Most often, such games are done by people who just want to get that good-paying project out of the way so that they can devote their time to creating games they really love – most usually ones where you get to kill a lot of people.
Exceptions are always there to prove the rule, and the game I am about to review, called Volcano, is that exception.
How to save a dying planet
Volcano is a well-built, high quality mobile game that also does a great job at raising awareness that the industrial revolution is killing the planet. It also argues that the only way to save the planet is to destroy the industry by firing large fireballs out of living, talking volcanoes.
The game was built by Arbuz Games development studio for the Android platform, and in it you take control of an angry volcano that peacefully lived on his little planet, until “intelligence” came along.
As you might imagine, this intelligence starts popping up like acne all over the planet, spawning oil wells, oil rigs, nuclear power-plants, electrical power-plants, large CO2-emitting factories and so forth.
However, our Volcano will have none of it, so he starts launching fireballs all over the planet, destroying the pollutants, all while maniacally repeating “I love this planet” and “Sorry! No, I’m not!”
The game’s mechanic is quite simple: you’re presented with a small planet, and as pollutants start appearing, you have to take them down. Placing your finger anywhere on the touchscreen and simply dragging it to any side will show a trajectory path for your future fireball. Once you have taken aim at the target, release the finger, and the fireball is on its way.
Simple, yet very effective. The challenge of the game is to be as fast and precise as possible. The pollutants will, at some point, start appearing at an ever-increasing rate, and if you’re not fast enough, they will take over the entire planet.
This can’t go on forever, though. There is also a pollution meter on screen, which shows how badly the “intelligent” life has messed up. Leave them untouched for too long and you will lose the game.
The game also features various power-ups, such as 2x speed for your fireball, a meteor shower and something which I can only explain as global warming, but all of them are actually there to help you get rid of your enemies.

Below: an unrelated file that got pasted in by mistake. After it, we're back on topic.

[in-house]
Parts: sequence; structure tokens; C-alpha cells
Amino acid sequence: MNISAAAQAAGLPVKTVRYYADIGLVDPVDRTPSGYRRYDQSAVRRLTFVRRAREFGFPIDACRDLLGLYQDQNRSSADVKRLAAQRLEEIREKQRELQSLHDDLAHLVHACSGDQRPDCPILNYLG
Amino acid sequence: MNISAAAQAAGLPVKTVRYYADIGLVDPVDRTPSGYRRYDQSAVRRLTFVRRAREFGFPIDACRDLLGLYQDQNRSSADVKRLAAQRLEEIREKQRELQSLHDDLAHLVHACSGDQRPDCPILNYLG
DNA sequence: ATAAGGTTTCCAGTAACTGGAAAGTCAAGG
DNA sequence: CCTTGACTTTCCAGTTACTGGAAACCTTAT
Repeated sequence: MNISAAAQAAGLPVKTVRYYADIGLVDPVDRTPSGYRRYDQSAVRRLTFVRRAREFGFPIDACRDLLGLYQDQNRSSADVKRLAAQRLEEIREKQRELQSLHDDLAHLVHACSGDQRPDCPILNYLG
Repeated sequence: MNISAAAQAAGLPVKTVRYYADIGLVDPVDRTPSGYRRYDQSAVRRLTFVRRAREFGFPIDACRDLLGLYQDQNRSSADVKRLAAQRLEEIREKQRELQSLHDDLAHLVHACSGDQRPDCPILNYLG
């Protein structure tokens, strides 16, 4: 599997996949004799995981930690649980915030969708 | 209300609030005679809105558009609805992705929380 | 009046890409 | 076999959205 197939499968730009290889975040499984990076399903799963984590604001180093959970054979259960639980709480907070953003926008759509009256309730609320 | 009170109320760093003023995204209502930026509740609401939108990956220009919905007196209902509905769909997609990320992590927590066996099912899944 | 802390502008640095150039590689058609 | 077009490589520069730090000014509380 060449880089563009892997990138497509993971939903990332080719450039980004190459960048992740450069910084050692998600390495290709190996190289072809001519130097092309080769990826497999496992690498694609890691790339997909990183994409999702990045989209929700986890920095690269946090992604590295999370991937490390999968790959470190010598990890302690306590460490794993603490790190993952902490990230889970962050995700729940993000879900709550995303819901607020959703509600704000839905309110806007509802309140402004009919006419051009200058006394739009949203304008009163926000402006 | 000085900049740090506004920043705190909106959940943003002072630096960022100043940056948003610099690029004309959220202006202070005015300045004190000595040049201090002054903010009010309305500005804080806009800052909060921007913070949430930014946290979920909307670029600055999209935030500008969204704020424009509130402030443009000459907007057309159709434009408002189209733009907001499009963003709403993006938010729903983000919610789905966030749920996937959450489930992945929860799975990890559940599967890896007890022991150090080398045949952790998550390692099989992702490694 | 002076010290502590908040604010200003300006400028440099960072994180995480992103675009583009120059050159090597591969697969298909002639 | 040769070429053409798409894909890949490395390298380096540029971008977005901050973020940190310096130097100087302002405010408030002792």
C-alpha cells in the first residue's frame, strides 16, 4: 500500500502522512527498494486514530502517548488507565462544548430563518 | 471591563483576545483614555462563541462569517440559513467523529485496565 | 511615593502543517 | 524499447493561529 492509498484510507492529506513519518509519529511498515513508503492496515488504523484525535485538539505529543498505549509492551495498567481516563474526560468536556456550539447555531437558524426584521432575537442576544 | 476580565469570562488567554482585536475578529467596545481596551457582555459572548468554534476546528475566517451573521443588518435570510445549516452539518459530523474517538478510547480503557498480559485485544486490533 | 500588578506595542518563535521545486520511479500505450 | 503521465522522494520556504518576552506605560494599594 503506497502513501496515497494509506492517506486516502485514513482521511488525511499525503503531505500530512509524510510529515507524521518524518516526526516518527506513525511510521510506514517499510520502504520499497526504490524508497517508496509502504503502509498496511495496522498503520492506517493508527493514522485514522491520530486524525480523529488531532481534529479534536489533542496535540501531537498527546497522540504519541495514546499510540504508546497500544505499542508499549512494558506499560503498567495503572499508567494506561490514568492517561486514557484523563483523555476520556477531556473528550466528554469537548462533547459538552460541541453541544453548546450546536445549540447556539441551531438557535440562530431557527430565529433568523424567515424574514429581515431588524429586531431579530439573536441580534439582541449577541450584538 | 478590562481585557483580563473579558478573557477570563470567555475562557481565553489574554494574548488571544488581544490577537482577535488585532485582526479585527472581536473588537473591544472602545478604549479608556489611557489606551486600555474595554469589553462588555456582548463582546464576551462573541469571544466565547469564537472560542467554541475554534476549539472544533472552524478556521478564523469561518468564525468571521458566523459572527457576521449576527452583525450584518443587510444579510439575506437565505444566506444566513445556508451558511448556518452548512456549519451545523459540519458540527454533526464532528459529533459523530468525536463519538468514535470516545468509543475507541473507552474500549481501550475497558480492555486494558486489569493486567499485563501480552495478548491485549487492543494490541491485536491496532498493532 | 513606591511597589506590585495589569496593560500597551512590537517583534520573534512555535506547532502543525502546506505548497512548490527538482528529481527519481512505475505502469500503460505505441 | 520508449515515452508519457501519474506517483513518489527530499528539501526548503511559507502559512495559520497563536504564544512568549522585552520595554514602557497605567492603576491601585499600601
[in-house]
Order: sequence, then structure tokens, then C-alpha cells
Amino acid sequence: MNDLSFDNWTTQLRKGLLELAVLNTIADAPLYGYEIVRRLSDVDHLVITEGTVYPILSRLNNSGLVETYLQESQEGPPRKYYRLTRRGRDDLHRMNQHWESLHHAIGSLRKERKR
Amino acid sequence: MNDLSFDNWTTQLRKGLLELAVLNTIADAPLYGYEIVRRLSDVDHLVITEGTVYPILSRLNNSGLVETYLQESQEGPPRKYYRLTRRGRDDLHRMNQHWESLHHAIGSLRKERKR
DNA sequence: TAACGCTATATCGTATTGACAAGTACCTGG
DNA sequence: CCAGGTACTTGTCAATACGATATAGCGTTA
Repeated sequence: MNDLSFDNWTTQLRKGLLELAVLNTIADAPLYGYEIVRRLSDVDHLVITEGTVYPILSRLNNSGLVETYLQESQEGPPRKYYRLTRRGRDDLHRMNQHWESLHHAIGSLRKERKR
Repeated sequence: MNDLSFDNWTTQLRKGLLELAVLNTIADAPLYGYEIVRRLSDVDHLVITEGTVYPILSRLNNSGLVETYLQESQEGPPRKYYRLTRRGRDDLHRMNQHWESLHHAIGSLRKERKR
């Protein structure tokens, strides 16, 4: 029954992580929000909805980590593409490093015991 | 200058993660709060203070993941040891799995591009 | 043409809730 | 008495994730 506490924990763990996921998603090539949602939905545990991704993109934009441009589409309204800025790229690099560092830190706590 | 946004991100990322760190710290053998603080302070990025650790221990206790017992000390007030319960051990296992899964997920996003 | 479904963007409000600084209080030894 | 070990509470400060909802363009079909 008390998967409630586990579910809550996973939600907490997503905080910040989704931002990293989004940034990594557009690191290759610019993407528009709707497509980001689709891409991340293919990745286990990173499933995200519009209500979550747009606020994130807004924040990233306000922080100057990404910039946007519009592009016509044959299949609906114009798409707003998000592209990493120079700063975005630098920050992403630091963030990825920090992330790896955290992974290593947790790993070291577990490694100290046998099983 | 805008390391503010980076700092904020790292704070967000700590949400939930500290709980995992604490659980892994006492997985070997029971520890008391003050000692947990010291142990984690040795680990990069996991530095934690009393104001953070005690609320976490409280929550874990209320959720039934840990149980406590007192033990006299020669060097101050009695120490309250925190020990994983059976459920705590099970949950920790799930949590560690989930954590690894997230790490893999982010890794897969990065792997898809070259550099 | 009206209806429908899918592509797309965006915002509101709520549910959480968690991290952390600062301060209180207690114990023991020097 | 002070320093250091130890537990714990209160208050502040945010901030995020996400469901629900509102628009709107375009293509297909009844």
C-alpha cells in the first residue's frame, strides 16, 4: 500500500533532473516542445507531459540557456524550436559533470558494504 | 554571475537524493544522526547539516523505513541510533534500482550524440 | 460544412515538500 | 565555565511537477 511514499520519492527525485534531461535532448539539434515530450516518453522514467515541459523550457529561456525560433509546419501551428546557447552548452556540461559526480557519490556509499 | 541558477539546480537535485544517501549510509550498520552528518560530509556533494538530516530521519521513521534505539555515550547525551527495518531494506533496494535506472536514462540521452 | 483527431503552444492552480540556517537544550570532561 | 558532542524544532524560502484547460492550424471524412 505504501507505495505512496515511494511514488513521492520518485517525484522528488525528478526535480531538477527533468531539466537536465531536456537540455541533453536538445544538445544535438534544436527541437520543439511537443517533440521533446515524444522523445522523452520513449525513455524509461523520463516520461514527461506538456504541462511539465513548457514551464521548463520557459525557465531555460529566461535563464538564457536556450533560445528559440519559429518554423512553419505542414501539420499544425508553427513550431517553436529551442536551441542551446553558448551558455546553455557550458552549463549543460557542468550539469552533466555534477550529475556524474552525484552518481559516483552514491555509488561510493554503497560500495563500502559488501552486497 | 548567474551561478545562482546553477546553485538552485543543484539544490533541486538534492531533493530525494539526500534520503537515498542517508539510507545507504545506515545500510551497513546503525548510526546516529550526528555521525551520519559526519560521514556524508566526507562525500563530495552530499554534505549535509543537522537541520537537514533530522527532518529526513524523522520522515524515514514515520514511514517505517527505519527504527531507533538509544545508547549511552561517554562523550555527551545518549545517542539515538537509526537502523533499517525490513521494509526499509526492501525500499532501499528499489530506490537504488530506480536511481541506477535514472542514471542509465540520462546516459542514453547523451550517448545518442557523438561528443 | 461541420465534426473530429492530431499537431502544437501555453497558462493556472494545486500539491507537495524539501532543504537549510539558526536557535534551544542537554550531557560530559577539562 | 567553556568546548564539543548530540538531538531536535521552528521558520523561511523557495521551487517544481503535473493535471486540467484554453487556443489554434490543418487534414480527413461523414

It was odd to see these power-ups (I counted six), yet I never saw an in-game shop to buy them. The only way to get them was during play, when they appeared. I personally saw this as a great opportunity to monetise the gameplay, but was missed.
The game features a total of three stages (three different planets), each having 20 levels, plus an extra endless level. The first level is obviously Earth and is free to play. The second and third levels are alien planets, with the second being unlocked by sharing the game either on Facebook or Twitter, and the third being purchasable.
Volcano is a good game, but it’s the visuals that make it really stand out from the masses. The game looks absolutely stunning, with its hand-drawn graphics, cute animations and unbelievable details, even though everything on the screen is tiny to begin with. Everything about the game’s graphics is downright perfect – from the volcano’s angry expression, the oil rig’s animations, the slow decay of the planet, to the fireball’s explosion.
Each planet is unique in its own way with different colours and different pollutants.
Volcano has a tough job of being a cool and entertaining game, while trying to raise awareness about a certain troublesome topic. However, it seems to be doing the job with style though. The game looks beautiful, with hand-drawn planets and tiny details, all topped off with very smooth and quality animations.
It doesn’t lack audio, either. Even though somewhat repetitive, the game’s music is subtle enough not to be annoying, and the volcano’s voice which keeps saying “I love this planet” and “Oops! Muahahaha!” really adds to the atmosphere (no pun intended).
The game’s monetisation is an area where progress can be made, as the game has just enough room to improve. It earns its keep through ads, the “purchase no-ads” feature and the third planet which can be bought for real money, but I’d also love to see an in-game shop where the various power-ups, already featured in the game, could be purchased.
But the in-game shop or virtual currency is not a game-breaker, especially not when you have such a high-quality product on display.